I’m no Mother Teresa, but I can certainly strive to be more like her. It’s hard to empathize with a hurting person and examine my actions when I’m too busy being hurt. So I chased forgiveness.

Dr. Robert Enright, author of Forgiveness Therapy, became my go-to resource. His “Let It Go” assessment provided a structured way to work through the anger, resentment, and shame.

First, I had to identify the injustice. Truthfully, I just didn’t like the way the reviewers had communicated. The reviews seemed venomous. Second, I had to decide whether to forgive these people. Yes, I was ready.


The third task was I had to empathize—to understand their perspective and what may have led them to act as they did. That was the turning point.

Empathy to action

Once I forgave my colleagues, I could empathize with their situation. They probably voiced their discomfort on Glassdoor because the system for expressing their concerns internally was flawed. After immersing in the reviews as an empathetic—not an aggrieved—party, I came to a few realizations about how our culture had failed:

  • The internal grievance process was new, and we needed to make more people aware of it. We always encouraged people to talk with their manager, but sometimes that’s not the best or most comfortable channel.
  • Career progression and promotions are not clear enough at Widen. We had grown our team quickly without specifying how to advance.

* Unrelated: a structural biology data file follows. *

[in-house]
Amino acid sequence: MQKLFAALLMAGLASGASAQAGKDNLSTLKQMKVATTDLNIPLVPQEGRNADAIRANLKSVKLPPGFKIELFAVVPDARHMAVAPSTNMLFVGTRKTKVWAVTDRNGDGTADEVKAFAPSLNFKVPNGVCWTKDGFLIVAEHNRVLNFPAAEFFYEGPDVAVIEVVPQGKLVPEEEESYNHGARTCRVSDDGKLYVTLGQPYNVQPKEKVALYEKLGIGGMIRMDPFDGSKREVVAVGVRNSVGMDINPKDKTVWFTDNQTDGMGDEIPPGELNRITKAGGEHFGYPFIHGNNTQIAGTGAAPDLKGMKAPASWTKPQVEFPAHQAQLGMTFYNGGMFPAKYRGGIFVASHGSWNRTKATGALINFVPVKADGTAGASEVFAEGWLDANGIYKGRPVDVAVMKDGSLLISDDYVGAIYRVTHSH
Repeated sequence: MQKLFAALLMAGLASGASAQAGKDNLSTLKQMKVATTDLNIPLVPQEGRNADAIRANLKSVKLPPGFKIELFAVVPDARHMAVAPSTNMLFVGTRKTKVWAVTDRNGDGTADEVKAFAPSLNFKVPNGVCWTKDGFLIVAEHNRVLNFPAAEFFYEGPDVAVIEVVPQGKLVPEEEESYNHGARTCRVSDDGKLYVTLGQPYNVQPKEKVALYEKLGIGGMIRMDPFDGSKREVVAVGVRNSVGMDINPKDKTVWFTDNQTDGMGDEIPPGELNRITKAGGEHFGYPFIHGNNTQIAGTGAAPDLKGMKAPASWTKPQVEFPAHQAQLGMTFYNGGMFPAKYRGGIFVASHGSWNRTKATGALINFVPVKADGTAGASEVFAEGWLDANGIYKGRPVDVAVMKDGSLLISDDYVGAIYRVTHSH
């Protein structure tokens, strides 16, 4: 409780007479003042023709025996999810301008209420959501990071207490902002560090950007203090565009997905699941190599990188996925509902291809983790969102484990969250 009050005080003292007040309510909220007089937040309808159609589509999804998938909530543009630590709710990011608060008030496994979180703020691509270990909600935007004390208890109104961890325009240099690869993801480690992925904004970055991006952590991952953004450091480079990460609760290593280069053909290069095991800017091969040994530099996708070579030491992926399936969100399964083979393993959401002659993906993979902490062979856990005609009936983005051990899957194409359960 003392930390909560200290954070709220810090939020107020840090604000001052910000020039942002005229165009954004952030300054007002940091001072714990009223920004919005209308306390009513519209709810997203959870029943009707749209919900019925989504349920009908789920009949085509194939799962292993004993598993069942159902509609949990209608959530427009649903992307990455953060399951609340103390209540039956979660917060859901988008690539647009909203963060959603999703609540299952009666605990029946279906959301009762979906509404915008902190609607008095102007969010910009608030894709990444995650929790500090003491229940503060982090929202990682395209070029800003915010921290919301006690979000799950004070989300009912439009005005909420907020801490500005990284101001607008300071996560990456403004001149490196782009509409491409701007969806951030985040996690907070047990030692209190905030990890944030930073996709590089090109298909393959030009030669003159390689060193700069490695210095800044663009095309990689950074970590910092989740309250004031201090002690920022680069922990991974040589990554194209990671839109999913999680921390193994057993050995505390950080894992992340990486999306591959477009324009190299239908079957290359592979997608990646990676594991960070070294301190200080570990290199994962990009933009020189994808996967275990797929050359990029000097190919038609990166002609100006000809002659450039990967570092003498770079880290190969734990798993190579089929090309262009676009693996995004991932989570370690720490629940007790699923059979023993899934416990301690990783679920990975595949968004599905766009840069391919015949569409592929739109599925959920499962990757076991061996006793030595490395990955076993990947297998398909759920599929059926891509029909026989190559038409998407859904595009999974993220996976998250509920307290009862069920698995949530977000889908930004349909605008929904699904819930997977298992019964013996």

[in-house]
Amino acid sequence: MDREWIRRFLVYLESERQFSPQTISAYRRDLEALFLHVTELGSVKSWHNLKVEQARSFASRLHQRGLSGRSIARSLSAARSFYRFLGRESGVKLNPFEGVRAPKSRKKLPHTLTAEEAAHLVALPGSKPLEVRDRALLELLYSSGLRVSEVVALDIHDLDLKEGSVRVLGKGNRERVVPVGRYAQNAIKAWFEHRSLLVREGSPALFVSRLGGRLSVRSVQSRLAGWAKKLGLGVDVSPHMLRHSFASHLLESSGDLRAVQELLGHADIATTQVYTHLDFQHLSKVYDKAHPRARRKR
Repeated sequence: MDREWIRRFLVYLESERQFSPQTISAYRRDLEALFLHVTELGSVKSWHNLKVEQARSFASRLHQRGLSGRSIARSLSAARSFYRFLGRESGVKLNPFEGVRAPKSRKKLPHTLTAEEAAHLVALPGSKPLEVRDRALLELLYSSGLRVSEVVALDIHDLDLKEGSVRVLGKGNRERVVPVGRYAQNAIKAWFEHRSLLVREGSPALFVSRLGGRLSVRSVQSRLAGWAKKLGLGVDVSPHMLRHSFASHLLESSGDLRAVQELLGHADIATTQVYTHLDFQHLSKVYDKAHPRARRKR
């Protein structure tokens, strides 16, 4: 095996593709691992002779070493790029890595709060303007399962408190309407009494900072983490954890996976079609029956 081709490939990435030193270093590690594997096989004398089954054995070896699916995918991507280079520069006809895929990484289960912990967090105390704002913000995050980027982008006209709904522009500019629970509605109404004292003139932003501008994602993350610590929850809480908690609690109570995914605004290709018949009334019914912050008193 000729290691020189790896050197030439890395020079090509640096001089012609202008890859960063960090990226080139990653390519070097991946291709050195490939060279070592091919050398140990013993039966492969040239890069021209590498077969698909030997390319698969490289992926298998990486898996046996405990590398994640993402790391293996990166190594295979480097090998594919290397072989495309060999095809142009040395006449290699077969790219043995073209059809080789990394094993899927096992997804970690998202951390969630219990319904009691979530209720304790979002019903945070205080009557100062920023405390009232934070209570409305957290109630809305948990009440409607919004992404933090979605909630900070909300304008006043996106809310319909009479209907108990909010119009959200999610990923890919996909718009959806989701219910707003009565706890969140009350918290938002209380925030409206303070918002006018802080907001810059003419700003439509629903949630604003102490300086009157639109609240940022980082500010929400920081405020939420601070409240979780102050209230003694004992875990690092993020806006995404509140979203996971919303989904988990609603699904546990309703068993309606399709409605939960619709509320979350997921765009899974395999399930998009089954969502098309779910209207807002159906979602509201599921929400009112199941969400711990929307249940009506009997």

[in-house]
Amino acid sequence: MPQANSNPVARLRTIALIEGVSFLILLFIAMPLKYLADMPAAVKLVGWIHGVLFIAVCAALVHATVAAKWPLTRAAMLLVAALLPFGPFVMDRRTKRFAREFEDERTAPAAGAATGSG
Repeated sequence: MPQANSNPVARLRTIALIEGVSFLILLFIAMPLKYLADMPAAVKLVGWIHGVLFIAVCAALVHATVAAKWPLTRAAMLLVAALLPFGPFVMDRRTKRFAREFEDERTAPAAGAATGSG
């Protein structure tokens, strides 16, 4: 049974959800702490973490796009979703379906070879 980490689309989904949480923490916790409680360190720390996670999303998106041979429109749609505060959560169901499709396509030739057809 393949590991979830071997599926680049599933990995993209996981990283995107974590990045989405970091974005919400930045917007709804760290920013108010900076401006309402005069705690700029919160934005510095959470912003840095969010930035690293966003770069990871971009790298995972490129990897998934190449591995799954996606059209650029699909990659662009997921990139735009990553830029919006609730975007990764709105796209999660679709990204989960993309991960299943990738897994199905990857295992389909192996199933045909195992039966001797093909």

• Diversity and inclusion are lacking at Widen. Although we are nearly balanced in terms of gender, our company is lacking in racial and ethnic diversity.
  • Our managerial training and communication must improve. We advance employees into leadership positions with a learn-on-the-job mindset. That isn’t enough. Leaders should become more aware of the ways in which they may express favoritism or unintentionally cause fear, intimidation, or offense—myself included.

While we’ve made some early headway on these issues, we have a ways to go. And as much as I felt hurt by the reviews, ultimately, I’m grateful for the opportunity they created.


Forgiveness in business

In the 2000s, U.S. business culture has become less hierarchical and more egalitarian. Employees have gained powerful tools, including sites such as Glassdoor, for holding leadership accountable. We’ve seen this at major tech companies where employees blow the whistle, leak documents, and stage walkouts to protest their leaders’ actions.

This modern employment culture requires CEOs to become masters at forgiveness rather than unfeeling robots. Empowered employees will do things that, intentionally or not, cause you to feel anger, shame, frustration, and sadness. In public, you can hide behind a confident smile. In private, the injustice is debilitating. The journey from anger to context, forgiveness, and empathy gives you the space to examine your errors and take action.

I wish it were easy to copy Mother Theresa and say, “Oh, the reviews—they matter not. They are forgiven.” But she’s a saint, and I have a long way to go.


So, if you can learn to contextualize, forgive, and empathize with your critics, detractors, and enemies, what can possibly stop you from creating better leadership and culture?

Matthew Gonnering is the CEO of Widen, a company founded in 1948 to unlock human potential through the power of story. His mission is to create happiness, health, and prosperity for his colleagues, customers, and community.